Life Insurance Valuation: A New Tool For Advisors
by Michael L. Coben
Your client is retiring and considering a change in life insurance. His policy carries a sizeable cash value. Time to surrender, right? Not so fast. Somebody else may be willing to pay more for the policymuch more.
One of the pillars of sound financial planning is the regular appraisal of a clients real estate, businesses, equities and other holdings. Historically, life insurance policies have been excluded from such evaluations because there was no market for them. But times have changed. The rise of the secondary market for life insurance has given policy owners access to what consumers in virtually every other sector have long enjoyedfair market value.
To market, to market
As a result, financial advisors are rethinking their approach to managing a clients life insurance assets. Instead of surrendering or lapsing a policy that is underperforming or no longer needed, advisors are taking clients policies to market to determine what they are worth.
The result is often a win for all parties involved. Take the example of a client who purchased a $3 million term policy several years earlier to cover a business loan for his company. Due to a change in his health, the business was sold and the loan repaid. But what to do with the term coverage? Normally, the policy would be allowed to lapse. Instead, the clients advisor suggested a valuation which yielded an offer of $930,000 on the secondary market.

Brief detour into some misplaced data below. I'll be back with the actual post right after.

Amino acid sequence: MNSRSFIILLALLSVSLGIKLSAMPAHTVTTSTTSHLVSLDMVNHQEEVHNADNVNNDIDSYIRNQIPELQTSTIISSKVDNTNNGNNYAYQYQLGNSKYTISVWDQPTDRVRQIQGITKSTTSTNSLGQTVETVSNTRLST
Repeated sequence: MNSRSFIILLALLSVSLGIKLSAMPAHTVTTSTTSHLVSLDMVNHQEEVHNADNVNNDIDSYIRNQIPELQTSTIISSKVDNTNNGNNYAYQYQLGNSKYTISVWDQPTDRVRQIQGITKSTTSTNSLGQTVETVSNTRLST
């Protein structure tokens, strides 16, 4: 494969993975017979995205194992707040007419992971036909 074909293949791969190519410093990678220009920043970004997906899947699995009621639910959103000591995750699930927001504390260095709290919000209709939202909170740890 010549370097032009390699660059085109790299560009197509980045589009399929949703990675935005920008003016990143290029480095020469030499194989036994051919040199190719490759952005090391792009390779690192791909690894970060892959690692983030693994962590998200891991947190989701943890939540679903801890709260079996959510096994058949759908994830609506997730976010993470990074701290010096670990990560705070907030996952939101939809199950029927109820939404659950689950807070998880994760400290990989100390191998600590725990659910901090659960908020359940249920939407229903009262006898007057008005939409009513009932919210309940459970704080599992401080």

Over the past few years, life settlementsas these transactions are knownhave moved into the mainstream of financial planning. They offer qualifying policy owners the opportunity to sell policies that are no longer meeting expectations or simply no longer needed and receive significantly more than cash value in return. According to Conning and Company, 20% of all insureds over the age of 65 own policies with a market value exceeding surrender value.
But policy valuation does more than identify the best price for unneeded or underperforming life insurance. It gives consumers new power to make financial planning decisions. Consider the case of a 74-year-old female with a $10 million term policy. The annual premiums in excess of $300,000 no longer fit her financial plan so she planned to let the policy lapse. The advisor suggested an appraisal, which yielded two options: a $660,000 life settlement or a $3.5 million Settlement With a Paid-up Policy (SWAPP). Instead of surrendering the policy for no value, the client chose the paid-up policy, eliminating her premium payments while addressing her estate planning needs.
Such case examples reflect the power of policy valuation. By informing clients of the real value contained in the policies, it gives them significantly more control over their assets and their financial planning, as well as significant new tools for meeting their financial goals. And these opportunities are not limited to policies with face values in the millions. Clients with $100,000 policies now are benefiting from access to the secondary market as well.